ROBERT C TURNBULL - 1LT
- byram township
- DATE OF BIRTH:
- March 29, 1946
- DATE OF CASUALTY:
- February 07, 1968
- BRANCH OF SERVICE:
- South Vietnam
Robert Chester Turnbull was born March 29, 1946. His home of record is Byram Township, NJ. He had a twin brother, William. Robert attended Sparta High School in Sparta, NJ, where he was on the track team and an honor student.
Turnbull entered the US Army where he attained the rank of First Lieutenant (1LT/01). He was assigned to C Company, 2nd Battalion, 18th Infantry Regiment, 1st Infantry Division.
On February 7, 1968, Turnbull was killed in action in Binh Duong Province in South Vietnam. He was 21 years old. His cousin, Donald Scott, was also killed in Vietnam. He is buried at Arlington National Cemetery.
Turnbull was posthumously awarded the Distinguished Service Cross. His citation reads:
For extraordinary heroism in connection with military operations involving conflict with an armed hostile force in the Republic of Vietnam. Second Lieutenant Turnbull distinguished himself by exceptionally valorous actions on 7 February 1968 as platoon leader of an infantry company on combat operations near Ben Cat, When other elements of his company became heavily engaged by a numerically superior Viet Cong force, Lieutenant Turnbull led his platoon to reinforce the besieged troops. His force was hit by devastating machine gun and automatic weapons fire as it fought through dense jungle, and several of his men were wounded. After deploying his platoon in a defensive perimeter, he directed his troops to lay down a base of fire and then maneuvered to silence the enemy weapons. He located three Viet Cong firing automatic weapons and killed them with rifle fire. Bullets continued to sweep the jungle battlefield but he refused to halt his advance and moved toward an enemy machine gun. Coming to within ten meters of the weapon, he stood up and destroyed it with hand grenades, killing the six insurgents who occupied the emplacement. He was wounded by a second machine gun but continued his assault and circled behind the enemy fortifications. Disregarding his safety, he again stood up under a ravaging barrage and destroyed the position with hand grenades. As he threw the last grenade, he was instantly killed by enemy rocket fire. His gallant and selfless leadership in the heat of battle saved the lives of numerous fellow soldiers. Second Lieutenant Turnbull's extraordinary heroism and devotion to duty, at the cost of his life, were in keeping with the highest traditions of the military service and reflect great credit upon himself, his unit, and the United States Army.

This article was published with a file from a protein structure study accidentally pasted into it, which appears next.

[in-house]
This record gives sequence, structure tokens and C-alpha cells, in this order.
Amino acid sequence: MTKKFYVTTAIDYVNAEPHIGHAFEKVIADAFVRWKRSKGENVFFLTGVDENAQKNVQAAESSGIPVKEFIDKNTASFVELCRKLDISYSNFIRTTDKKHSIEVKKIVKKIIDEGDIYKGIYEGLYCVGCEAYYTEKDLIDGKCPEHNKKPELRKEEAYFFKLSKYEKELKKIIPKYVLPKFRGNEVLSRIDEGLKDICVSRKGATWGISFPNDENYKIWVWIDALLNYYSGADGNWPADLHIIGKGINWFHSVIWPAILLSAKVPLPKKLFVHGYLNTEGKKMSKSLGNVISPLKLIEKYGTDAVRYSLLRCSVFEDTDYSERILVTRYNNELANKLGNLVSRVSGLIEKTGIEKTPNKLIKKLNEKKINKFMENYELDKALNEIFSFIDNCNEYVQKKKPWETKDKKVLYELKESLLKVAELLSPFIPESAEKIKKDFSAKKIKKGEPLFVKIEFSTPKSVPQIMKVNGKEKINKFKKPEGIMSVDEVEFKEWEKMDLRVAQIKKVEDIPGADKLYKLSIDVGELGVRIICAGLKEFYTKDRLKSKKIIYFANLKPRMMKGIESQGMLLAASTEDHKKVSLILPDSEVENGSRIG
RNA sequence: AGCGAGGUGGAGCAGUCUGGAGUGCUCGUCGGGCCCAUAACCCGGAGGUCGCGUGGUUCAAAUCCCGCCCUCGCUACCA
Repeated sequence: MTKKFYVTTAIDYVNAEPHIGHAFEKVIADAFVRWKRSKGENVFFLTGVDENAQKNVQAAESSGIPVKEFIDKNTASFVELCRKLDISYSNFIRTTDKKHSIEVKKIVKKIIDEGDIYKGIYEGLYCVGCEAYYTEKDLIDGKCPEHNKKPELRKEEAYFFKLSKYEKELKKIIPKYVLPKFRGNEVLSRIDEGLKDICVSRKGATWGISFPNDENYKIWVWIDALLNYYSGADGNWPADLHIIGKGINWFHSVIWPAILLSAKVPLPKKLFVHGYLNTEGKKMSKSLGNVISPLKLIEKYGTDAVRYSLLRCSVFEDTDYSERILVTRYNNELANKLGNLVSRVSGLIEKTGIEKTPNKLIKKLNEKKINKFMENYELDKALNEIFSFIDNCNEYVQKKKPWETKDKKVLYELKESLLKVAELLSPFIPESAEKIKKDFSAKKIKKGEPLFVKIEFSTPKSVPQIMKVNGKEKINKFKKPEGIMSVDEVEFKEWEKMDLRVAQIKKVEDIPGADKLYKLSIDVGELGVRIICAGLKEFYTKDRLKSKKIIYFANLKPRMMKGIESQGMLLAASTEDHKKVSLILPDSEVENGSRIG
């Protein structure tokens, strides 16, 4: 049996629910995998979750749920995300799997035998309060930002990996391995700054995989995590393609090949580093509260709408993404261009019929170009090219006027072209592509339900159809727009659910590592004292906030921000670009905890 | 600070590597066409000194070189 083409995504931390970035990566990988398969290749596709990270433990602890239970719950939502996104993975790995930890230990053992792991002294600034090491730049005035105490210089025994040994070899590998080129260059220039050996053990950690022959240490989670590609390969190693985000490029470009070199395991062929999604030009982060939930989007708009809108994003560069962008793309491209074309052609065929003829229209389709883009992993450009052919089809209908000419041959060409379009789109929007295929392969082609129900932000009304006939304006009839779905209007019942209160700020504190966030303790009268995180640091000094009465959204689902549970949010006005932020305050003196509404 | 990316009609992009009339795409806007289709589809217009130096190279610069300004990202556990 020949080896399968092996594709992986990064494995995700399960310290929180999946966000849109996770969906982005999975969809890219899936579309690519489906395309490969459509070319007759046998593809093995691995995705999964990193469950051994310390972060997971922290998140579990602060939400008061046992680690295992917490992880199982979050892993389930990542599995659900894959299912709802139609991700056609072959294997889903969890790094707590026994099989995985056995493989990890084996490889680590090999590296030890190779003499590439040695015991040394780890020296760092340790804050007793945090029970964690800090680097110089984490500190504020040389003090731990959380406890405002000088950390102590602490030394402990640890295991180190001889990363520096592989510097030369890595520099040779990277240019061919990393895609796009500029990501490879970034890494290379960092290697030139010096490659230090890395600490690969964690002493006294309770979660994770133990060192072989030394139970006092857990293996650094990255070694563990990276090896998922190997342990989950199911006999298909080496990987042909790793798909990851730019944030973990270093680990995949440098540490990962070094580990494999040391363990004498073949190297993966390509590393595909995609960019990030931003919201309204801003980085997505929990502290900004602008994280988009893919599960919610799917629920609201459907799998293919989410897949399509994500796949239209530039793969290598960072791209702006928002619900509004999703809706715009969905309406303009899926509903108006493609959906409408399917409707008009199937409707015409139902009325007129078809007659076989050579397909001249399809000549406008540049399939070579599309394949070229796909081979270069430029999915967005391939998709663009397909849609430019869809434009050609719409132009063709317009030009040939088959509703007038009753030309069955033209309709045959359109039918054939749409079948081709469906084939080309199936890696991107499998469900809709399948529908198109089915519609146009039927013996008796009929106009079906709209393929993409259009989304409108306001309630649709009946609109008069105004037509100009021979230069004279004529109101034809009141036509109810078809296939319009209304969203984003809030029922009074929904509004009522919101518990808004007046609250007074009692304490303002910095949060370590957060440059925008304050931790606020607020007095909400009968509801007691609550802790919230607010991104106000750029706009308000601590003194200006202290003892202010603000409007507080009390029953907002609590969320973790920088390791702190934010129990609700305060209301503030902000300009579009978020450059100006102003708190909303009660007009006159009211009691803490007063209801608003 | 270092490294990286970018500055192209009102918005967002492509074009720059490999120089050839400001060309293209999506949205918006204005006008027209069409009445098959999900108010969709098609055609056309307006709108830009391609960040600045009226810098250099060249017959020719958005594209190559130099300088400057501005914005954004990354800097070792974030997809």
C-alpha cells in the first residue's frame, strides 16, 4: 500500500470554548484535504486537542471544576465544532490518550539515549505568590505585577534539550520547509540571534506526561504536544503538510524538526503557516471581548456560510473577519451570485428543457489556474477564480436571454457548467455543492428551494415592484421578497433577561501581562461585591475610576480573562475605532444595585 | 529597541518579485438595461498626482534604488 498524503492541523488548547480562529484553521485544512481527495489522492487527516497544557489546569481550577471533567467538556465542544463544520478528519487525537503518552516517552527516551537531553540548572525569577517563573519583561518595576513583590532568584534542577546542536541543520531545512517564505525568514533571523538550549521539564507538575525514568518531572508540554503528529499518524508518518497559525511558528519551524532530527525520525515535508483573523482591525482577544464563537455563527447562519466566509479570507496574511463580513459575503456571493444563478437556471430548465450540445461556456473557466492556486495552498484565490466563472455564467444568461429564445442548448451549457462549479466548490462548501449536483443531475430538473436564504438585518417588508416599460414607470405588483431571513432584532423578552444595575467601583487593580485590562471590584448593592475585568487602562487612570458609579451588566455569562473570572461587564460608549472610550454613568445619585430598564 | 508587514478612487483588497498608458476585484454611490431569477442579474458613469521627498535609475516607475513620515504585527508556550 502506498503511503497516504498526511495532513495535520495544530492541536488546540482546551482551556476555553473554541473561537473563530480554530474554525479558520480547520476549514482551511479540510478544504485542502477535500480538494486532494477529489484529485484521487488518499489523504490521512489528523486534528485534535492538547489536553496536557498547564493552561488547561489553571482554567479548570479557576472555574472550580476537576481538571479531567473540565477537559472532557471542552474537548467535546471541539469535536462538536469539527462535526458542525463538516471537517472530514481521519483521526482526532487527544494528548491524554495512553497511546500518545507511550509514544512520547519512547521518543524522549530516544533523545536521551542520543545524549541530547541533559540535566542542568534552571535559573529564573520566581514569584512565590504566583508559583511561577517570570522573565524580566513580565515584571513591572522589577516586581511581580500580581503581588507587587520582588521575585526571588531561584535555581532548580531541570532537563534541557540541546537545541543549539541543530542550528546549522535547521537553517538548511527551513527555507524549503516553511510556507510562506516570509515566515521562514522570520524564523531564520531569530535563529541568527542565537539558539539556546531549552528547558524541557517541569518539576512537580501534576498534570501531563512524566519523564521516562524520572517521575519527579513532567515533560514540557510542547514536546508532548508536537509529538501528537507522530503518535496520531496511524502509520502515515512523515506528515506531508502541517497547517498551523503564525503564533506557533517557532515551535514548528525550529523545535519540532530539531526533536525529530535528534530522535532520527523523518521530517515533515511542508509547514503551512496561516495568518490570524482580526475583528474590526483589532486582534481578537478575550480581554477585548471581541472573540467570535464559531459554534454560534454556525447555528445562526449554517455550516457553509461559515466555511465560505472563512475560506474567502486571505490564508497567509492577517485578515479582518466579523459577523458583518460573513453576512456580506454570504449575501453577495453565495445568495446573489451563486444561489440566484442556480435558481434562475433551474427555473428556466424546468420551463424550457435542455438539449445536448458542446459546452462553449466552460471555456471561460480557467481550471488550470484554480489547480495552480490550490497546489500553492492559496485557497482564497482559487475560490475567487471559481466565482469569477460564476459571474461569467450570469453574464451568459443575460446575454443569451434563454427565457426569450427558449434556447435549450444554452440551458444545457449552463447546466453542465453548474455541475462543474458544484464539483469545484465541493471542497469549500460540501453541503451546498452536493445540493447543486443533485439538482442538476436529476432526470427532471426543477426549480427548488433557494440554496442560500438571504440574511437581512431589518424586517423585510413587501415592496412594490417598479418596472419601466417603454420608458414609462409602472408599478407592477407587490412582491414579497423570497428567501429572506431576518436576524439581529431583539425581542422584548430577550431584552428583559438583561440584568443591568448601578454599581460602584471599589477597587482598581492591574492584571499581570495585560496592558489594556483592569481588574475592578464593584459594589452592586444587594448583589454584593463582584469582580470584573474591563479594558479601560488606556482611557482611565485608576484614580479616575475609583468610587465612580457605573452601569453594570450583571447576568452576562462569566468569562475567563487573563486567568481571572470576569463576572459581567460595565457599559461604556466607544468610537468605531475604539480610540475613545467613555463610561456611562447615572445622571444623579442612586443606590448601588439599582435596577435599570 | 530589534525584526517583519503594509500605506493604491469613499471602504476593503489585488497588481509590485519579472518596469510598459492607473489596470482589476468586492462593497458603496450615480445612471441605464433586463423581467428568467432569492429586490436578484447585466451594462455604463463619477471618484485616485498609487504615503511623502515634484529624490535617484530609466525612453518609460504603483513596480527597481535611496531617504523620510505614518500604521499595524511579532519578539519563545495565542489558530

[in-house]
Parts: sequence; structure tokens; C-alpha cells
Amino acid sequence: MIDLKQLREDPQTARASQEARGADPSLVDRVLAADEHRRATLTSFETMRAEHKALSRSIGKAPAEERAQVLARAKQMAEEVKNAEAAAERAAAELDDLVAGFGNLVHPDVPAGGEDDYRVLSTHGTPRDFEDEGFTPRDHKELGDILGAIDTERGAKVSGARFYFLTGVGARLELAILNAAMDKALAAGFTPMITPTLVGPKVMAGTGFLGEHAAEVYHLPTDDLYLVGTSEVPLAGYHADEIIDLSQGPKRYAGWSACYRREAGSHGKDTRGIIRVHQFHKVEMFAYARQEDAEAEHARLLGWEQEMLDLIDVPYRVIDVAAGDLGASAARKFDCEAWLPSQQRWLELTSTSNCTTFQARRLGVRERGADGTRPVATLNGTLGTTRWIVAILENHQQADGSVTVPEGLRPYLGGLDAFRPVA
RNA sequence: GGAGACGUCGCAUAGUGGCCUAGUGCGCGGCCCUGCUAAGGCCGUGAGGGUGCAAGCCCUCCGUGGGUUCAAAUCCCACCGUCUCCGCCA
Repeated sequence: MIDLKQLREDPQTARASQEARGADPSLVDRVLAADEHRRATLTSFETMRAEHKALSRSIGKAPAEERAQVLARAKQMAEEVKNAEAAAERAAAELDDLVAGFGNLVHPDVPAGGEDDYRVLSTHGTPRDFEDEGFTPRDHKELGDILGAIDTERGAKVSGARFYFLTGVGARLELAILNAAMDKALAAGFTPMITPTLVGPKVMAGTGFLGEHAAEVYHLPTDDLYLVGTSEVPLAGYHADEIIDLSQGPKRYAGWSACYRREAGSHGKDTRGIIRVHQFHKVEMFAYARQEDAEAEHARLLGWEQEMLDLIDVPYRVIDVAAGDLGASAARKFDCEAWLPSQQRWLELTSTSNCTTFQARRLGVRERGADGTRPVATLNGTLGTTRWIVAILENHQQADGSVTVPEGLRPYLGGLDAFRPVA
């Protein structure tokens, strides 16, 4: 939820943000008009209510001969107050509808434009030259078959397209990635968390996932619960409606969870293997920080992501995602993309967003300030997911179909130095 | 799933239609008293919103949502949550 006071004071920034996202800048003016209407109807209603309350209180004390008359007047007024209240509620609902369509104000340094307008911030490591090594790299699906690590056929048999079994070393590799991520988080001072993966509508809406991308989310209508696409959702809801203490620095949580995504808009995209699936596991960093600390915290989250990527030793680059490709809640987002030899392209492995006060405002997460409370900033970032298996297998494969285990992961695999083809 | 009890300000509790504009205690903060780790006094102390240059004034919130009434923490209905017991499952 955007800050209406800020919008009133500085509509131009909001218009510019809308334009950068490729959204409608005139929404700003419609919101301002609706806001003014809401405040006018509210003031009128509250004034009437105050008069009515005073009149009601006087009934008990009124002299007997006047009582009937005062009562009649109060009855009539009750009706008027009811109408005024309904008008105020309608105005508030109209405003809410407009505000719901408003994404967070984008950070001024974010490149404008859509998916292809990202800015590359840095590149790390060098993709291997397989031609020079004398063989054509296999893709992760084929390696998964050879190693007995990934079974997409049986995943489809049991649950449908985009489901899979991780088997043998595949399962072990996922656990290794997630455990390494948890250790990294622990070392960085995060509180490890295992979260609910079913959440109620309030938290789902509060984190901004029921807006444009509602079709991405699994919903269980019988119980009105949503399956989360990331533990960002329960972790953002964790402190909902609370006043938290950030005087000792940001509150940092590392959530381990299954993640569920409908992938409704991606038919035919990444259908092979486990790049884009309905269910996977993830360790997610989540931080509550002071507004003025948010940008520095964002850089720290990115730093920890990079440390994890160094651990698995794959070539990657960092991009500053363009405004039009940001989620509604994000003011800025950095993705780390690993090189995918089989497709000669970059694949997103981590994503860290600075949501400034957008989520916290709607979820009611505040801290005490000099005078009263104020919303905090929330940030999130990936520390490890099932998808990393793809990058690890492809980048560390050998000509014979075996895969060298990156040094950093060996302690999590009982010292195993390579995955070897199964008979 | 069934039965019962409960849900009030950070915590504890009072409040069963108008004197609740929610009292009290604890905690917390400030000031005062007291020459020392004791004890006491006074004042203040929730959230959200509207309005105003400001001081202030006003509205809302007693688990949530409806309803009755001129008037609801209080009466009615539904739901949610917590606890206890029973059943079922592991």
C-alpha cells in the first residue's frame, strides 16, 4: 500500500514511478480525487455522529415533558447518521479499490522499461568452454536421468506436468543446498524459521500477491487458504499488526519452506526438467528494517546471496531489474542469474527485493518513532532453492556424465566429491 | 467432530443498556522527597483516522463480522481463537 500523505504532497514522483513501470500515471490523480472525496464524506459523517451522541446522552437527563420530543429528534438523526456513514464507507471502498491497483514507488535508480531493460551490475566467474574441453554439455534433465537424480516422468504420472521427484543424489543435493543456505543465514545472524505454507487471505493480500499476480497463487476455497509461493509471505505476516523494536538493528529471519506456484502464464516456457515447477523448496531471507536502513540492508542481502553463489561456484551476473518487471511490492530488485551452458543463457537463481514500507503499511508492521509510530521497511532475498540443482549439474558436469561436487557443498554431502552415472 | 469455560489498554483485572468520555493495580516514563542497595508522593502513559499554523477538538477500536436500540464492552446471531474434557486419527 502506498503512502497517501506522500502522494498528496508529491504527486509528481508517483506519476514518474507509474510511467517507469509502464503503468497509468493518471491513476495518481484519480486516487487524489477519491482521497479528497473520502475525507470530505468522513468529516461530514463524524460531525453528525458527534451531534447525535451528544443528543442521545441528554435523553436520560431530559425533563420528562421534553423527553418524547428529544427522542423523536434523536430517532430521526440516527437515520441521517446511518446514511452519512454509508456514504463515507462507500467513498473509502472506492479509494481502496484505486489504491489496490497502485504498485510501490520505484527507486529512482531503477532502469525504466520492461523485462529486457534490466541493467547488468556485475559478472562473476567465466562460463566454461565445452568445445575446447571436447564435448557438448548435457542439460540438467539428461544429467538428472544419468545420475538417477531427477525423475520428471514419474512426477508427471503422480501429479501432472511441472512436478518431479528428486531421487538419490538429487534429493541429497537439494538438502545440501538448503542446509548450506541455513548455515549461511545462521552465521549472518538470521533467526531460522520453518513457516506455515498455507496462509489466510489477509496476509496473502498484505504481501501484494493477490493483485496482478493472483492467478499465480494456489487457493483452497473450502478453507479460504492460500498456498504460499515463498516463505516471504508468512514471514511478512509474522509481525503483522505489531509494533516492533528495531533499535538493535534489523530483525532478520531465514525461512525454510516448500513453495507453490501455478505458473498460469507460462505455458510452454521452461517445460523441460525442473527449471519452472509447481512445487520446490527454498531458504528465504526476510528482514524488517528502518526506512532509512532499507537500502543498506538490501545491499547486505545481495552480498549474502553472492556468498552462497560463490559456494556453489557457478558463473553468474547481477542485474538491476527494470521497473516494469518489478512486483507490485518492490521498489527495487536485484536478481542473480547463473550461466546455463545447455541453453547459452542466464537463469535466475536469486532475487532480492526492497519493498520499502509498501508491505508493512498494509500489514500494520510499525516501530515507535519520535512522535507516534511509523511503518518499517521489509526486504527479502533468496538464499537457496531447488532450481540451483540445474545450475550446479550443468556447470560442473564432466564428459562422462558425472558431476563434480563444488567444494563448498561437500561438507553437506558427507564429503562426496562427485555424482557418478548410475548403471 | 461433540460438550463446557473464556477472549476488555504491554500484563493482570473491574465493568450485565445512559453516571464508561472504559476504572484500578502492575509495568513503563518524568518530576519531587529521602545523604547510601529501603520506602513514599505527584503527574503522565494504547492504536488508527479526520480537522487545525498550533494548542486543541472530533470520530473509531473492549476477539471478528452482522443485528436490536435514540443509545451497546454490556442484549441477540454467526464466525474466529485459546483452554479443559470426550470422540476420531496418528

Sources: Various websites and NJVVMF.
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